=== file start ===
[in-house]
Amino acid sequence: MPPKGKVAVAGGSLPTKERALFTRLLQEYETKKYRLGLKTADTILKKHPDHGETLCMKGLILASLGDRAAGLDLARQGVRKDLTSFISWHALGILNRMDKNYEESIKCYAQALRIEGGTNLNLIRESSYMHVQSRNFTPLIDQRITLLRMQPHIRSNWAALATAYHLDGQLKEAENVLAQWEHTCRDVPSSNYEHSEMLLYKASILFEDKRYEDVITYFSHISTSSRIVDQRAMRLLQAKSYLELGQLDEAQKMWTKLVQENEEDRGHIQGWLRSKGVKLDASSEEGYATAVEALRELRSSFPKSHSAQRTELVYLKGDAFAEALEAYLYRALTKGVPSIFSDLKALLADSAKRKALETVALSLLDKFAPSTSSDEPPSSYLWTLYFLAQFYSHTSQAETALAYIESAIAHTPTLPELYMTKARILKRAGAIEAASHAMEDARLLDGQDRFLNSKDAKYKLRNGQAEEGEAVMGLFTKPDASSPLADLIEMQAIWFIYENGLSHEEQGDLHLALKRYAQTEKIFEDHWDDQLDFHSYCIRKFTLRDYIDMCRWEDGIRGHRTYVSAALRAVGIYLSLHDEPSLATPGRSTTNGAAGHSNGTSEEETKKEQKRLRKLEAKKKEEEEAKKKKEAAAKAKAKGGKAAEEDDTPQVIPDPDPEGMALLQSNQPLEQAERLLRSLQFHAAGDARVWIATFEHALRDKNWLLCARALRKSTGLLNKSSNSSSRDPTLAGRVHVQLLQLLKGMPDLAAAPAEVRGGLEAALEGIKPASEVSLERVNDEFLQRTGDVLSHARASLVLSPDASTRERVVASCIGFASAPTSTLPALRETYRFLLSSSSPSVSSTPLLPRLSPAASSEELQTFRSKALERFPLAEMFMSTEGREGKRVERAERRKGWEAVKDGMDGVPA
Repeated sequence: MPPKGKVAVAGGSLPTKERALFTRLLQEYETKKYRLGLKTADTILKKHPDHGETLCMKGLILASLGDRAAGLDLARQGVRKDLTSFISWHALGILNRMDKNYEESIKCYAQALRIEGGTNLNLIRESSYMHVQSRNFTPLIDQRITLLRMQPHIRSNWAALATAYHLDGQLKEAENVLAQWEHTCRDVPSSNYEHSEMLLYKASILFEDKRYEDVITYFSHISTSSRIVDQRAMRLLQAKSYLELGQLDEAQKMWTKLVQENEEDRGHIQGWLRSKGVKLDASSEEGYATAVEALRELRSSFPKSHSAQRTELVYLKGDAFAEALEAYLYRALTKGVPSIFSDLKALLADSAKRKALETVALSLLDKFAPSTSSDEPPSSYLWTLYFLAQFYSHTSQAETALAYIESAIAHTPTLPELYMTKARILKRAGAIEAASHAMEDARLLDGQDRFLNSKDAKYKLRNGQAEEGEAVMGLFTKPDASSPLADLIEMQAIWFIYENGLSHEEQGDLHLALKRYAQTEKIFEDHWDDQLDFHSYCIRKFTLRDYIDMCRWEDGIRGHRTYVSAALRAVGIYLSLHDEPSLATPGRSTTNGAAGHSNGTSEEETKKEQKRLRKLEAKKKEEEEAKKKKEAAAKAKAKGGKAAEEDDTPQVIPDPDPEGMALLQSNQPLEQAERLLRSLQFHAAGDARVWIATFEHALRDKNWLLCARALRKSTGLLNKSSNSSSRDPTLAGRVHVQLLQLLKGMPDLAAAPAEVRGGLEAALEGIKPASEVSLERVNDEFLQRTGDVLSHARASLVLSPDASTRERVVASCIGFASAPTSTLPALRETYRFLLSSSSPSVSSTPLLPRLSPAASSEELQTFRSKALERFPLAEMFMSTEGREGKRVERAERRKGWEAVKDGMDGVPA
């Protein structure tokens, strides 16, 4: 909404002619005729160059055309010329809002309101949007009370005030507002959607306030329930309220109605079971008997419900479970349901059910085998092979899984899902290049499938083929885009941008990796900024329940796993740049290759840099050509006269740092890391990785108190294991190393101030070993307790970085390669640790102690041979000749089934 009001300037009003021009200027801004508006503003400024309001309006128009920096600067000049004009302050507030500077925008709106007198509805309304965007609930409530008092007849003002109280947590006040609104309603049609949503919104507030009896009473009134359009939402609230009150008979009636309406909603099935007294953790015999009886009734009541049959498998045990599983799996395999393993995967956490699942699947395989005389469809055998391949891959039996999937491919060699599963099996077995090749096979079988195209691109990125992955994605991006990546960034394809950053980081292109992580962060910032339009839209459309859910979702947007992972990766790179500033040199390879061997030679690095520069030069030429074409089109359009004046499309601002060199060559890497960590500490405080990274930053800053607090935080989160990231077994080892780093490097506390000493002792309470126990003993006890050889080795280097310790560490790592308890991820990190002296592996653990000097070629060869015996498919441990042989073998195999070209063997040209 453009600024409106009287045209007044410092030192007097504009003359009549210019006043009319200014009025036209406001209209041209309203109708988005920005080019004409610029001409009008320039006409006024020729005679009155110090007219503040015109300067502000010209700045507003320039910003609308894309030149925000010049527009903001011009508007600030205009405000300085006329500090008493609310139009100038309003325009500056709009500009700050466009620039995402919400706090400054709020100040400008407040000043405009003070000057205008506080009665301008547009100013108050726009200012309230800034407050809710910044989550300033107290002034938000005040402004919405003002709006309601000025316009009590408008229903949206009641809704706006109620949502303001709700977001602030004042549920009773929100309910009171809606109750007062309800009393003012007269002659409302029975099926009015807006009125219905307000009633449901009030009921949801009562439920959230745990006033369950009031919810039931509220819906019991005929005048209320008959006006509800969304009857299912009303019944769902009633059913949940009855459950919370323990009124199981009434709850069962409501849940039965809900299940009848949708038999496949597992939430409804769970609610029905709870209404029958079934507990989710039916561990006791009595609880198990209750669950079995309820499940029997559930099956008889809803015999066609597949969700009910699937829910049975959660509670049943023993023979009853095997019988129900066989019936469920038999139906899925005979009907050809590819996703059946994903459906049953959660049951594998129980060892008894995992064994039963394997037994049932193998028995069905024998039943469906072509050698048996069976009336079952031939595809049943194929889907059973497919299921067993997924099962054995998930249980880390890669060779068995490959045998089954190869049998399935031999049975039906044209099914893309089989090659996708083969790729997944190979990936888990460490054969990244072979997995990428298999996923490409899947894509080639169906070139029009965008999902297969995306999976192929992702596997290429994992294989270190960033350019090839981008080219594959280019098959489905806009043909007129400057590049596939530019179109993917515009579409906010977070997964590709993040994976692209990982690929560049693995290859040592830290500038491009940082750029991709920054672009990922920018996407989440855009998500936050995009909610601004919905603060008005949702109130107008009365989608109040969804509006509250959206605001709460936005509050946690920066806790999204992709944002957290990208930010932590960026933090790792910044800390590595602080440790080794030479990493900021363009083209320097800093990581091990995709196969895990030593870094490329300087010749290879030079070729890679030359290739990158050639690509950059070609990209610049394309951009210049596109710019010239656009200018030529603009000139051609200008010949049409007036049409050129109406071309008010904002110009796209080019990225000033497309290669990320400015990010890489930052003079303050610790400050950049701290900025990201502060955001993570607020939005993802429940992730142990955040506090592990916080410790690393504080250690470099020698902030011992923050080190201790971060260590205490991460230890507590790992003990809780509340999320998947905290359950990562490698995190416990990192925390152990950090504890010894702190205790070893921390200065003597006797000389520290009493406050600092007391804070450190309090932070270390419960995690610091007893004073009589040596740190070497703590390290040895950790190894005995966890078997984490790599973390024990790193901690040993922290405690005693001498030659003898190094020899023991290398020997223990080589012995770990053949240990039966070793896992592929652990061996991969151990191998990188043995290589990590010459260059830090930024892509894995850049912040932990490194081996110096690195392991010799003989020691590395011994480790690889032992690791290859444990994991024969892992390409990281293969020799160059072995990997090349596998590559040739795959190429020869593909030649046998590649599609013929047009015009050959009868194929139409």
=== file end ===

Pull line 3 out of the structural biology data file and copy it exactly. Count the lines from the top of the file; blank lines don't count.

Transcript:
Repeated sequence: MPPKGKVAVAGGSLPTKERALFTRLLQEYETKKYRLGLKTADTILKKHPDHGETLCMKGLILASLGDRAAGLDLARQGVRKDLTSFISWHALGILNRMDKNYEESIKCYAQALRIEGGTNLNLIRESSYMHVQSRNFTPLIDQRITLLRMQPHIRSNWAALATAYHLDGQLKEAENVLAQWEHTCRDVPSSNYEHSEMLLYKASILFEDKRYEDVITYFSHISTSSRIVDQRAMRLLQAKSYLELGQLDEAQKMWTKLVQENEEDRGHIQGWLRSKGVKLDASSEEGYATAVEALRELRSSFPKSHSAQRTELVYLKGDAFAEALEAYLYRALTKGVPSIFSDLKALLADSAKRKALETVALSLLDKFAPSTSSDEPPSSYLWTLYFLAQFYSHTSQAETALAYIESAIAHTPTLPELYMTKARILKRAGAIEAASHAMEDARLLDGQDRFLNSKDAKYKLRNGQAEEGEAVMGLFTKPDASSPLADLIEMQAIWFIYENGLSHEEQGDLHLALKRYAQTEKIFEDHWDDQLDFHSYCIRKFTLRDYIDMCRWEDGIRGHRTYVSAALRAVGIYLSLHDEPSLATPGRSTTNGAAGHSNGTSEEETKKEQKRLRKLEAKKKEEEEAKKKKEAAAKAKAKGGKAAEEDDTPQVIPDPDPEGMALLQSNQPLEQAERLLRSLQFHAAGDARVWIATFEHALRDKNWLLCARALRKSTGLLNKSSNSSSRDPTLAGRVHVQLLQLLKGMPDLAAAPAEVRGGLEAALEGIKPASEVSLERVNDEFLQRTGDVLSHARASLVLSPDASTRERVVASCIGFASAPTSTLPALRETYRFLLSSSSPSVSSTPLLPRLSPAASSEELQTFRSKALERFPLAEMFMSTEGREGKRVERAERRKGWEAVKDGMDGVPA